The Indiana legislature is preparing to look at several bills that would limit the governor’s power to declare and continually extend state emergencies, though it’s uncertain how quickly and to what extent legislators will act.
State Reps. Curt Nisly, R-North Manchester, and John Jacob, R-Indianapolis, introduced a resolution that would immediately end the public health emergency now in place and cancel all actions taken by Gov. Eric Holcomb pursuant to that emergency declaration.
Donald Rainwater, the Libertarian who challenged Holcomb in the governor’s race this year, has gotten behind the Nisly-Jacob resolution and is urging people to join him for a rally at the State House on Jan. 5, the first day of the new legislative session, to pressure House Speaker Todd Huston to bring the resolution to the House floor for a vote – right away.
“We want each state representative, all 100 of them, to be asked to vote yes or no, up or down,” Rainwater said in a video posted to Facebook. “It’s a binary choice: Do you vote to terminate the governor’s emergency declaration or do you vote against terminating it, so that we the citizens of Indiana will finally know for certain which state representatives stand with Gov. Holcomb, and which ones stand with the citizens of Indiana who believe that this has gone on for far too long.”
Nisly says he’s not sure his resolution has the votes to pass, but that he’s fairly sure something will pass in the legislative session that runs from early January through April.
“I know there’s enough legislators that are not OK with what the governor has done this summer and fall,” he said this week.
The Nisly-Jacob resolution cites a provision of the state’s Emergency Management and Disaster Law that gives the legislature the authority to end a declared emergency at any time, and says: “the general assembly finds that Hoosiers are responsible for and capable of protecting the health and safety of themselves and their families” and that the restrictions that have been imposed during the Covid-19 pandemic “are no longer necessary to protect the health, safety and welfare of the residents of Indiana.”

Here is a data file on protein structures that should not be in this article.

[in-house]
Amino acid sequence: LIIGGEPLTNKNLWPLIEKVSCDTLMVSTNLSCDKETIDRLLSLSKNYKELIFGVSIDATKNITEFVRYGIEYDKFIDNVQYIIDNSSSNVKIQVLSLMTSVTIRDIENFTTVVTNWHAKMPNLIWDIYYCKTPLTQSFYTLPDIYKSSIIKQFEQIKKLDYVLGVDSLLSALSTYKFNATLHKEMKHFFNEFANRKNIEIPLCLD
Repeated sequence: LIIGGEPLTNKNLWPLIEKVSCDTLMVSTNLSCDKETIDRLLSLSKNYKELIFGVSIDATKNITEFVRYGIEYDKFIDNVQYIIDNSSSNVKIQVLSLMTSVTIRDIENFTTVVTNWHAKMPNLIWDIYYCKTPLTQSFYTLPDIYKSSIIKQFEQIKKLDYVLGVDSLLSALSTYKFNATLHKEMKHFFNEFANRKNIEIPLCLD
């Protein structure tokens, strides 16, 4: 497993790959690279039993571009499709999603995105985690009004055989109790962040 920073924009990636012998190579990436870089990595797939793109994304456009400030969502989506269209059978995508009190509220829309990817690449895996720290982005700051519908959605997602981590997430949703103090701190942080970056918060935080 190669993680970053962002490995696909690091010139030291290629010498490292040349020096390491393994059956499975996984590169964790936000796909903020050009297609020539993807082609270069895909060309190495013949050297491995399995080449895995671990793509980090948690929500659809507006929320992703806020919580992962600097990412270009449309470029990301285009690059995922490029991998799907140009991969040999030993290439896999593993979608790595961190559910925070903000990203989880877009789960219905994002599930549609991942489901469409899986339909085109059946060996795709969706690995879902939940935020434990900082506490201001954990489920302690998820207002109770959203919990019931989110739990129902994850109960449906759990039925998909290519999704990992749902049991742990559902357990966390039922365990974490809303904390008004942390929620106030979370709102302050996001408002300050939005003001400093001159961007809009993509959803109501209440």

Holcomb first declared a 30-day public health emergency March 6. He has extended it nine times, each time for a period of 30 days, and has issued a series of executive orders that cite this declaration of a pubic health emergency and the state’s Emergency Management and Disaster Law.
Nisly says he’s hoping the House of Representatives will also clarify state law to define what counts as an emergency.
“There’s like three things that should be on that list,” he told The Center Square this week, “and a pandemic should not be on that list.”
Leaving it open to a future governor to decide what he or she considers an emergency, Nisly says, is asking for trouble, posing the question of what would happen if a future Democrat governor decided that “climate change” is an emergency.
“He could go ahead and do whatever he wants to, for as long as he wants to,” said Nisly.
But he says the most important thing is for the General Assembly to take action now to end the emergency declaration, under which Holcomb has issued more than 20 executive orders limiting the rights of citizens of the state to assemble, worship, travel and operate businesses and imposing a statewide mask mandate. This month, for the second time this year, the governor banned all non-elective surgeries in the state.
Rainwater also took the fight to Huston’s hometown of Fishers, in Hamilton County, with a rally in front of Fishers City Hall on Tuesday to protest the city health order that restaurants and bars close for indoor dining and beverage service between the hours of 10 p.m. and 5 a.m. from Dec. 25 to Jan. 8, effectively canceling public New Year’s Eve celebrations in the city.
“It’s not too risky at 8 o’clock at night. It’s not too risky at 4 p.m. in the afternoon,” said Rainwater in the video, “just from 10 p.m. to 5 am. In my opinion, that seems arbitrary. It seems targeted to a specific time of evening and a specific group of people who would be patronizing those establishments during those hours. I believe this is wrong. I believe this is an overreach, an overstep of government. And I also believe that it is extremely economically destabilizing to the small businesses who have already been unfairly shouldering a tremendous burden during this pandemic.”
A spokesperson for Huston could not be reached for comment on when the House may consider any bills limiting the governor’s emergency powers.
An aide to State Sen. leader Rodric Bray, R-Martinsville, indicated it’s unlikely the Indiana Senate will move quickly, saying: “Procedurally speaking, we haven’t even taken the first step.”
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